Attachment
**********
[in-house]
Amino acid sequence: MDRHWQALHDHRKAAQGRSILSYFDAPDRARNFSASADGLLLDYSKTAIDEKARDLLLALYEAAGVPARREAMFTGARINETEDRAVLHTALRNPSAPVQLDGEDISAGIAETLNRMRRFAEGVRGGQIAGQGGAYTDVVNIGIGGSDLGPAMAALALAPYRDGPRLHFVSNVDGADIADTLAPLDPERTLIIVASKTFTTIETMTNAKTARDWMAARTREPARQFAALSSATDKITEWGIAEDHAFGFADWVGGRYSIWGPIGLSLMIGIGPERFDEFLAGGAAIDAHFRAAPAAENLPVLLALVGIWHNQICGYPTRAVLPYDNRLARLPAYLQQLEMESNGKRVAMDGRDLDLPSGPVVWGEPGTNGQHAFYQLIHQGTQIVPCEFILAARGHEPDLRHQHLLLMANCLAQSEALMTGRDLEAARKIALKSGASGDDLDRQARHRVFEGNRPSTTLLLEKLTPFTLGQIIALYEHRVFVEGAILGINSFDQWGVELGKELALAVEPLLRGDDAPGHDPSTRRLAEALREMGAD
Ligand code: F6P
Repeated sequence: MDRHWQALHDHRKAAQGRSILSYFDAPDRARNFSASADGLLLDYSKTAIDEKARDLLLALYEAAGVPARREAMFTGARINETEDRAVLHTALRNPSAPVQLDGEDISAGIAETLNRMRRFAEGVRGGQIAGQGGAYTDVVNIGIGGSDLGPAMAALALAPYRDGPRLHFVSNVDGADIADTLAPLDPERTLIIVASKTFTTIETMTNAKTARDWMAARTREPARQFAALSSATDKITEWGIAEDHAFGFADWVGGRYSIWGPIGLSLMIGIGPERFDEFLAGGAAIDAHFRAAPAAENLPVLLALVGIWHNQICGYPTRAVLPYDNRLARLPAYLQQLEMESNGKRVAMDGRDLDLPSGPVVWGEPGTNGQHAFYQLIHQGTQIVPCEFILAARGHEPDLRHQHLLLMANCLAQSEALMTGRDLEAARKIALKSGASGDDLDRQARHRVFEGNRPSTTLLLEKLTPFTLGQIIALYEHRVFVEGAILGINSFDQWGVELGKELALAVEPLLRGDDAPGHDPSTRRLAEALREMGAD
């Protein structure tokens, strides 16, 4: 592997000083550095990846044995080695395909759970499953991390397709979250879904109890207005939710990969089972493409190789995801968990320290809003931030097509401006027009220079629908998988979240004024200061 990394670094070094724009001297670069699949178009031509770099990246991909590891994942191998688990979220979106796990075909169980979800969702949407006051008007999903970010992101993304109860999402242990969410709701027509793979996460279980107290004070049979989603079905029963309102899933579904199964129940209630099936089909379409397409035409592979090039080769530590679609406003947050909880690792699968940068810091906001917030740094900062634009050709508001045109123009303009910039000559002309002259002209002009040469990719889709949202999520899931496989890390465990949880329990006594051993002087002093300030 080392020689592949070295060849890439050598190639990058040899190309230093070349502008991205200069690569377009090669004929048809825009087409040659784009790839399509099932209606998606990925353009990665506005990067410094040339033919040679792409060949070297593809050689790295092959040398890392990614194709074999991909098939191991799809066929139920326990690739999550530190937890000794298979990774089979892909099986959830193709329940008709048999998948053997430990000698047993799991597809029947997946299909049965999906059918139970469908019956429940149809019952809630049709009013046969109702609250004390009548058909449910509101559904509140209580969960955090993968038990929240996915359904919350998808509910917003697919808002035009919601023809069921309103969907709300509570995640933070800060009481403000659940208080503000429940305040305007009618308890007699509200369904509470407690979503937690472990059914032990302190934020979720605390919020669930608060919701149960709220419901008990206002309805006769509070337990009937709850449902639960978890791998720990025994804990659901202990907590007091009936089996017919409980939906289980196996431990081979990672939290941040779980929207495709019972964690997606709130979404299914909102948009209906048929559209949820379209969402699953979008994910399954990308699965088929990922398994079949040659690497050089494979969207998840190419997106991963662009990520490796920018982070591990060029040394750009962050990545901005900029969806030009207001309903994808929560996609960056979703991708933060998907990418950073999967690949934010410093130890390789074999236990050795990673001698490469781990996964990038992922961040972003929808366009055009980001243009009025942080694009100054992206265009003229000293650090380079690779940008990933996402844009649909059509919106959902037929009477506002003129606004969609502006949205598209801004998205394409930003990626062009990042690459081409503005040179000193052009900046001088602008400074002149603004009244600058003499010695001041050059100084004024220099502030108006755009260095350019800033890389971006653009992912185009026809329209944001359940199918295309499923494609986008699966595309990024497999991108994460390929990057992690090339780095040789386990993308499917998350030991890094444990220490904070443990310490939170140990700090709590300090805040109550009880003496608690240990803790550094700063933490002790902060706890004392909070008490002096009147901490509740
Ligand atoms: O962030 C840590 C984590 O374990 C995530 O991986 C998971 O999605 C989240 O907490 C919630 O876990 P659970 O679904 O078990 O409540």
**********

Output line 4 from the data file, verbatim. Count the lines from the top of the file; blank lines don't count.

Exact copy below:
Repeated sequence: MDRHWQALHDHRKAAQGRSILSYFDAPDRARNFSASADGLLLDYSKTAIDEKARDLLLALYEAAGVPARREAMFTGARINETEDRAVLHTALRNPSAPVQLDGEDISAGIAETLNRMRRFAEGVRGGQIAGQGGAYTDVVNIGIGGSDLGPAMAALALAPYRDGPRLHFVSNVDGADIADTLAPLDPERTLIIVASKTFTTIETMTNAKTARDWMAARTREPARQFAALSSATDKITEWGIAEDHAFGFADWVGGRYSIWGPIGLSLMIGIGPERFDEFLAGGAAIDAHFRAAPAAENLPVLLALVGIWHNQICGYPTRAVLPYDNRLARLPAYLQQLEMESNGKRVAMDGRDLDLPSGPVVWGEPGTNGQHAFYQLIHQGTQIVPCEFILAARGHEPDLRHQHLLLMANCLAQSEALMTGRDLEAARKIALKSGASGDDLDRQARHRVFEGNRPSTTLLLEKLTPFTLGQIIALYEHRVFVEGAILGINSFDQWGVELGKELALAVEPLLRGDDAPGHDPSTRRLAEALREMGAD